Tenille Berezay

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Review Incentive #1 – Deleted Scene

Posted By on July 11, 2016 in In The Writing | 0 comments

 

Between Amazon and Goodreads, we are really close to forty reviews (some people posted in both places, which is awesome!). I promised a deleted scene when we hit that magical forty. Since I’m running like crazy this summer, I’m going to give you the first deleted scene today before I take off on another trip. It does have spoilers, if you haven’t read the book you’ll probably want to do that first! I do have another deleted scene for you and will get it posted super soon. Before I hand over the goods, I wanted to thank everyone for their reviews. I’ve learned a lot about what makes my writing work and what needs work. I’m excited for you guys to see the differences in book two!! Thanks again for all the support and for loving this story almost as much as I do!!!!

This scene falls after graduation and before Desiree discovers the convergence. The reason this was cut was purely for room…I just had too many pages so the café had to go. I was sad to lose the character of Deloris because she seems so real to me. I hope you enjoy her character too. Keep telling all your friends about the book and keep reviewing! With twenty more reviews I’ll post chapter one from Blake’s point of view!

The Convergence Deleted Scene #1

On the corner of a block in downtown Portland, the café is timeless. It probably hasn’t changed since my mom worked here. Sitting in a corner booth, I imagine her in this place. Working day after day, young and lonely. I close my fingers around her picture in my purse and gaze out the window at the large barges moving down the Columbia River

My waitress approaches. “Here’s you order, dear.” 

Usually I hate people calling me that, but the older woman is nice. Her smiles are genuine, her tone even and slow. A kind, well-balanced soul. At least according to all of my conversion research

Before she can retreat, I reach for her arm to stop her. The power of physical touch—another gleaning from my study. “Can I ask you a question?” I say softly, drawing her in.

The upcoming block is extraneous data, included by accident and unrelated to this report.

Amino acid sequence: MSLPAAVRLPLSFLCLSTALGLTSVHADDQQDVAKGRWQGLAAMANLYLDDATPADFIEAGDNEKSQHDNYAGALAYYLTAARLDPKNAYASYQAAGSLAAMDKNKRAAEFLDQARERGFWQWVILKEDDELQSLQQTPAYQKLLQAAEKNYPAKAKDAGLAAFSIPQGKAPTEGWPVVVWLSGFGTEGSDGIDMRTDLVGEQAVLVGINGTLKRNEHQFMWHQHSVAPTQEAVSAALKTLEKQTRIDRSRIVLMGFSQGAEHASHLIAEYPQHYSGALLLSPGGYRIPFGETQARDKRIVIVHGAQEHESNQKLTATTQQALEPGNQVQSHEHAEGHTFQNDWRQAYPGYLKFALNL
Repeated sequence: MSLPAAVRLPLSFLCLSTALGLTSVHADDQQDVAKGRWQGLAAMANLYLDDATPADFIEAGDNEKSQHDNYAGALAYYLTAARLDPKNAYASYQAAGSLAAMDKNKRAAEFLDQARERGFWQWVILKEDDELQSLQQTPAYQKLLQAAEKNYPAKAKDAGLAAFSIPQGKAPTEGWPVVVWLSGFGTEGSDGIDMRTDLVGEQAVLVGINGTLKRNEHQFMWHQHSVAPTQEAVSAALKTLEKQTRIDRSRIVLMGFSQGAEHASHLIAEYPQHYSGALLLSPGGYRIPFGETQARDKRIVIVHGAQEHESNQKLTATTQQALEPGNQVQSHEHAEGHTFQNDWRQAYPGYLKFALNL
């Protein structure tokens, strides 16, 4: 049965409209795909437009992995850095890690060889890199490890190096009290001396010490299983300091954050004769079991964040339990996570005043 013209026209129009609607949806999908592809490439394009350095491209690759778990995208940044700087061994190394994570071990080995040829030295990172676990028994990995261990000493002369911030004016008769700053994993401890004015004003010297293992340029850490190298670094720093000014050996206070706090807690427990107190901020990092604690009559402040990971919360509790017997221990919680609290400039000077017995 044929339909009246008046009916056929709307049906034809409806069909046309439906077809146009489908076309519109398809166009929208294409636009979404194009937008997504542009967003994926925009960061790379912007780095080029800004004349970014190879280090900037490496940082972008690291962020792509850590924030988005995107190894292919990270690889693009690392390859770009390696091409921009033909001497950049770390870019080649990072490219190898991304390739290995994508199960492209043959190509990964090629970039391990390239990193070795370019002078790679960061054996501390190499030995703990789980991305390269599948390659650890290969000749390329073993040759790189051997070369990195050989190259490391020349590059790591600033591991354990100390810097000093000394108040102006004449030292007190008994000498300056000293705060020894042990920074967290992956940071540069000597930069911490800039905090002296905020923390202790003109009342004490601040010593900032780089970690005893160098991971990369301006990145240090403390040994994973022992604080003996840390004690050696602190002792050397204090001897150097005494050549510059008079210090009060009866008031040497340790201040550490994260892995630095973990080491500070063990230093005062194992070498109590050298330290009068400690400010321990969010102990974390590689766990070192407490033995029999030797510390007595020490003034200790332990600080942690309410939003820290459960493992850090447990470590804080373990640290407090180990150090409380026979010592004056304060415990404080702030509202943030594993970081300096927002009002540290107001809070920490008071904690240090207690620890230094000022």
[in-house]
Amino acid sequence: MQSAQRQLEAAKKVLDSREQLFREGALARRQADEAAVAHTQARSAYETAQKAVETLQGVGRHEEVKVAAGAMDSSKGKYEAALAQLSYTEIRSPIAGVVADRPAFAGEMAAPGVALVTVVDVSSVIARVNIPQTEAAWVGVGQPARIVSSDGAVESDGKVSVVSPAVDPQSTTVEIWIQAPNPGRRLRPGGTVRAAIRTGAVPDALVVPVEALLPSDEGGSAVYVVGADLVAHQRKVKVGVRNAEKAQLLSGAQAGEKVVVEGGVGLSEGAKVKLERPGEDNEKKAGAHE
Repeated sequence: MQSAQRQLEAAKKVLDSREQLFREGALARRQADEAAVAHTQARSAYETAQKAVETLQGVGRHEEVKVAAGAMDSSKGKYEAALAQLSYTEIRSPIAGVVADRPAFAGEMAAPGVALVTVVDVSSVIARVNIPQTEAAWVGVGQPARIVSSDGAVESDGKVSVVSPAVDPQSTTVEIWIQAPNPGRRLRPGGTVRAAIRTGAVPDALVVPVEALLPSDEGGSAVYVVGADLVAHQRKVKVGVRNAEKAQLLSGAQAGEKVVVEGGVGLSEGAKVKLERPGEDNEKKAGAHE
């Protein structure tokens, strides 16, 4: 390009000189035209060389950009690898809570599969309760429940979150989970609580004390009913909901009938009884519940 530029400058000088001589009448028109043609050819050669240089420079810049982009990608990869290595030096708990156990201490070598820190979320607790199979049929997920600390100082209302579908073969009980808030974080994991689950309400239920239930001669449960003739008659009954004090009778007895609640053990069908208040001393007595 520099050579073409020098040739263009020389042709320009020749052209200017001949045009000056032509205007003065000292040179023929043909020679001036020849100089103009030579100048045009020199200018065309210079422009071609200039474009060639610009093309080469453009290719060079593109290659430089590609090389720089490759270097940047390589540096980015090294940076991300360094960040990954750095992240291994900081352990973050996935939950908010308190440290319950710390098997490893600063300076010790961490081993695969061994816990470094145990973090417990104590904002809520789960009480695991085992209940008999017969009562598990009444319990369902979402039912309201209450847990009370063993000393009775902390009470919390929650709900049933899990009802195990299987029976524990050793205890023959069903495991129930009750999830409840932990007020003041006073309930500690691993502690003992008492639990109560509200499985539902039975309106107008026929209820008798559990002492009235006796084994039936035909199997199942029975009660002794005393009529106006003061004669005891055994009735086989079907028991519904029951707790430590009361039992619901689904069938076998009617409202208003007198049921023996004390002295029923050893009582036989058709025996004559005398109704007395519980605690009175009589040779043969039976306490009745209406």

She glances around the café, which is obviously slow. “Sure, hun.”

I pull the picture from my purse and push it across the table. “Do you recognize this woman?”

Her hands flutter to her mouth. “It’s Sarah.”

I’m surprised by her immediate recollection, but even more by her words. Sarah was my mom’s middle name. At least, I thought it was. “Sarah?” 

The woman’s eyes narrow in suspicion. “What are you doing with that?” 

I gaze at her with my face open and readable. “She was my mother.”

Looking closer at me, her face softens. “Of course she was. I can see it now.” She takes the seat opposite me. “She’s gone?”

“When I was twelve,” I explain, then hesitate. I hadn’t expected it to be this easy. Or this complicated. 

“I’m Deloris.” The woman introduces herself.

“Desiree,” I respond and give her a distracted handshake.

“What do you want to know about her?” Deloris asks gently.

I finger the edges of her photo. “She worked here…?” I start.

Her eyes brighten. “Oh, yes. For a couple of years.” She places her worn hands on the table. “Everyone loved her. She was so kind. No family, so we became hers.” Deloris looks out the window at a passerby. “I knew she lost her parents when she was young and had lived with her grandmother until, she too, passed away. Then she met him.”

“Him?” I ask eagerly.

“Paul.” My pulse quickens—now we’re getting somewhere. Deloris sighs, “Love at first sight—if you believe in such a thing.” Her blue eyes flash. “Oh, he was crazy about her, but no good for her. No good at all.”

I push my plate to the side. “What happened?” 

“They dated for a couple of months and then one night she showed up at my house. Late at night.” Her expression darkens at the memory. “She told me she had to run, had to get away to protect her.”

“Who was her?” I persist, leaning forward.

“Don’t know.” She shakes a wrinkled finger at me. “But I do know it was Paul’s fault. I once overheard him telling her that if he ever disappeared, she needed to run. Then he gave her an envelope.” She sighs. “Yes, he was involved. Involved in something he shouldn’t have been.”

The door dings as a customer enters. “Don’t leave, dear. I’ll be back.” She pats my hand as she leaves the table.

I slouch back against the vinyl. My mom used to go by Sarah. Somehow, this makes her deceit that much deeper. But she had loved my real dad. That’s something. 

Straightening, I absentmindedly grab a french fry. This is more information than I ever hoped to get from my visit here. And more hope. Converting, I process all of the information quickly. Paul is probably part of a group of converters–like Blake’s group. I’m sure they’re covert and powerful. The envelope he gave my mom must have contained documents she used to start a new life. Paul might not even know I exist.   

Waiting for Deloris to return, I finish my meal slowly. The danger of my determined search finally starts to sink in. I’m running directly toward a group my mom sacrificed her future to avoid. But I need to find my dad, to know if he really is a converter, to know why my mom ran, and to know if he survived whatever mistake he made.

 

 

 

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